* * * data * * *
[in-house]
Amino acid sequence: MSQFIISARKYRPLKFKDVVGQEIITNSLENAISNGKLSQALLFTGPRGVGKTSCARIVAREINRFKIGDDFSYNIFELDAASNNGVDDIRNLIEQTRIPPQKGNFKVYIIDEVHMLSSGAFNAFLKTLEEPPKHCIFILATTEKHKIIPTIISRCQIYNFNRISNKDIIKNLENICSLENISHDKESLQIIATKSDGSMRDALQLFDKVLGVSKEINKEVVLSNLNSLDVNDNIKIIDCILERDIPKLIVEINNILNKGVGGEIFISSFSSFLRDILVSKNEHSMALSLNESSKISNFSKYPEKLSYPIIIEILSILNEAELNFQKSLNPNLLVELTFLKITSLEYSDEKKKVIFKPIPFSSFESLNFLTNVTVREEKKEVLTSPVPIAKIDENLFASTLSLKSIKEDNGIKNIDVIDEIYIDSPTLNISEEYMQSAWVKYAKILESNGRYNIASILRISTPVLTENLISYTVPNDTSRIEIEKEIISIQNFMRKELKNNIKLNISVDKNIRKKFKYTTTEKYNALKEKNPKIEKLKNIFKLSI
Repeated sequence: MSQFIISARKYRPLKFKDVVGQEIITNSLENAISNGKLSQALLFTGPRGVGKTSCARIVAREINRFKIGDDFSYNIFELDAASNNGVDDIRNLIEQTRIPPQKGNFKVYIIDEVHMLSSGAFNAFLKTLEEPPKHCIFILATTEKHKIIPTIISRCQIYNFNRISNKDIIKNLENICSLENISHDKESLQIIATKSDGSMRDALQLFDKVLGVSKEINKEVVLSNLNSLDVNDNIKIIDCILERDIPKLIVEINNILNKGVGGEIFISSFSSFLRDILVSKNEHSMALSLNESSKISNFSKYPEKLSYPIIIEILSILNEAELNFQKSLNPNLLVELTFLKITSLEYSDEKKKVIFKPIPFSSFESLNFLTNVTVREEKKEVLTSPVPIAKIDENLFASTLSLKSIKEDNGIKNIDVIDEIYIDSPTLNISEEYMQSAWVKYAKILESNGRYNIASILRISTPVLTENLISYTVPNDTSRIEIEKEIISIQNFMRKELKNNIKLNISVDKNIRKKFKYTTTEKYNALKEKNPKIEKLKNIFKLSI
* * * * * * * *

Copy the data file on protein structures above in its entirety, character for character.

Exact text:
[in-house]
Amino acid sequence: MSQFIISARKYRPLKFKDVVGQEIITNSLENAISNGKLSQALLFTGPRGVGKTSCARIVAREINRFKIGDDFSYNIFELDAASNNGVDDIRNLIEQTRIPPQKGNFKVYIIDEVHMLSSGAFNAFLKTLEEPPKHCIFILATTEKHKIIPTIISRCQIYNFNRISNKDIIKNLENICSLENISHDKESLQIIATKSDGSMRDALQLFDKVLGVSKEINKEVVLSNLNSLDVNDNIKIIDCILERDIPKLIVEINNILNKGVGGEIFISSFSSFLRDILVSKNEHSMALSLNESSKISNFSKYPEKLSYPIIIEILSILNEAELNFQKSLNPNLLVELTFLKITSLEYSDEKKKVIFKPIPFSSFESLNFLTNVTVREEKKEVLTSPVPIAKIDENLFASTLSLKSIKEDNGIKNIDVIDEIYIDSPTLNISEEYMQSAWVKYAKILESNGRYNIASILRISTPVLTENLISYTVPNDTSRIEIEKEIISIQNFMRKELKNNIKLNISVDKNIRKKFKYTTTEKYNALKEKNPKIEKLKNIFKLSI
Repeated sequence: MSQFIISARKYRPLKFKDVVGQEIITNSLENAISNGKLSQALLFTGPRGVGKTSCARIVAREINRFKIGDDFSYNIFELDAASNNGVDDIRNLIEQTRIPPQKGNFKVYIIDEVHMLSSGAFNAFLKTLEEPPKHCIFILATTEKHKIIPTIISRCQIYNFNRISNKDIIKNLENICSLENISHDKESLQIIATKSDGSMRDALQLFDKVLGVSKEINKEVVLSNLNSLDVNDNIKIIDCILERDIPKLIVEINNILNKGVGGEIFISSFSSFLRDILVSKNEHSMALSLNESSKISNFSKYPEKLSYPIIIEILSILNEAELNFQKSLNPNLLVELTFLKITSLEYSDEKKKVIFKPIPFSSFESLNFLTNVTVREEKKEVLTSPVPIAKIDENLFASTLSLKSIKEDNGIKNIDVIDEIYIDSPTLNISEEYMQSAWVKYAKILESNGRYNIASILRISTPVLTENLISYTVPNDTSRIEIEKEIISIQNFMRKELKNNIKLNISVDKNIRKKFKYTTTEKYNALKEKNPKIEKLKNIFKLSI